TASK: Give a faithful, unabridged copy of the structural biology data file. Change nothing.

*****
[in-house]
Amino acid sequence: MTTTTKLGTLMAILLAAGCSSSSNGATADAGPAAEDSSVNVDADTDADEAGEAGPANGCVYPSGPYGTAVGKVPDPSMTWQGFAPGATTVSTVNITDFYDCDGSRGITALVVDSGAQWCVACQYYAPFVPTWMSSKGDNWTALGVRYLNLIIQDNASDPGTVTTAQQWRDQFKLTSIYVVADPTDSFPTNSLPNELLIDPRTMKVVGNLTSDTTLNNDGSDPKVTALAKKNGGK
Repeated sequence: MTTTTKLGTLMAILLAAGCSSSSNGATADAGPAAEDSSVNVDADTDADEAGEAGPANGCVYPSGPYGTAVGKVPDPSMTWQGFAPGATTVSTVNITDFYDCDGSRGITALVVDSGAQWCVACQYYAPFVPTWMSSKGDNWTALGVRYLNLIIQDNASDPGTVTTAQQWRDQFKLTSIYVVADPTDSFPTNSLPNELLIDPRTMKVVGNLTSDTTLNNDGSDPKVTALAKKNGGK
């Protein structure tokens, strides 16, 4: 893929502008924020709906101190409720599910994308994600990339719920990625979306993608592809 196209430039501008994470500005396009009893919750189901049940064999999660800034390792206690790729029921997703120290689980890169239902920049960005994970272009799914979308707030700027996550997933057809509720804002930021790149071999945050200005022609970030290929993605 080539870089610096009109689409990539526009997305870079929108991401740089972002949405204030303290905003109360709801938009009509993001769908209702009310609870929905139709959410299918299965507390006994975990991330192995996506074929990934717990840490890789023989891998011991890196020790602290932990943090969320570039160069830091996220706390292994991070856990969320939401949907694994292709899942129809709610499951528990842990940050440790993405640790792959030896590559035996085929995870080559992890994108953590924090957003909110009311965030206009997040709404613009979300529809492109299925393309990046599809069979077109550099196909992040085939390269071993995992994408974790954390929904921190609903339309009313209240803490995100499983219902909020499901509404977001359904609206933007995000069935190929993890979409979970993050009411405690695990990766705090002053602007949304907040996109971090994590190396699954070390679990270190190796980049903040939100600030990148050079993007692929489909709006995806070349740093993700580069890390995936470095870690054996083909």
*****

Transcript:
[in-house]
Amino acid sequence: MTTTTKLGTLMAILLAAGCSSSSNGATADAGPAAEDSSVNVDADTDADEAGEAGPANGCVYPSGPYGTAVGKVPDPSMTWQGFAPGATTVSTVNITDFYDCDGSRGITALVVDSGAQWCVACQYYAPFVPTWMSSKGDNWTALGVRYLNLIIQDNASDPGTVTTAQQWRDQFKLTSIYVVADPTDSFPTNSLPNELLIDPRTMKVVGNLTSDTTLNNDGSDPKVTALAKKNGGK
Repeated sequence: MTTTTKLGTLMAILLAAGCSSSSNGATADAGPAAEDSSVNVDADTDADEAGEAGPANGCVYPSGPYGTAVGKVPDPSMTWQGFAPGATTVSTVNITDFYDCDGSRGITALVVDSGAQWCVACQYYAPFVPTWMSSKGDNWTALGVRYLNLIIQDNASDPGTVTTAQQWRDQFKLTSIYVVADPTDSFPTNSLPNELLIDPRTMKVVGNLTSDTTLNNDGSDPKVTALAKKNGGK
């Protein structure tokens, strides 16, 4: 893929502008924020709906101190409720599910994308994600990339719920990625979306993608592809 196209430039501008994470500005396009009893919750189901049940064999999660800034390792206690790729029921997703120290689980890169239902920049960005994970272009799914979308707030700027996550997933057809509720804002930021790149071999945050200005022609970030290929993605 080539870089610096009109689409990539526009997305870079929108991401740089972002949405204030303290905003109360709801938009009509993001769908209702009310609870929905139709959410299918299965507390006994975990991330192995996506074929990934717990840490890789023989891998011991890196020790602290932990943090969320570039160069830091996220706390292994991070856990969320939401949907694994292709899942129809709610499951528990842990940050440790993405640790792959030896590559035996085929995870080559992890994108953590924090957003909110009311965030206009997040709404613009979300529809492109299925393309990046599809069979077109550099196909992040085939390269071993995992994408974790954390929904921190609903339309009313209240803490995100499983219902909020499901509404977001359904609206933007995000069935190929993890979409979970993050009411405690695990990766705090002053602007949304907040996109971090994590190396699954070390679990270190190796980049903040939100600030990148050079993007692929489909709006995806070349740093993700580069890390995936470095870690054996083909």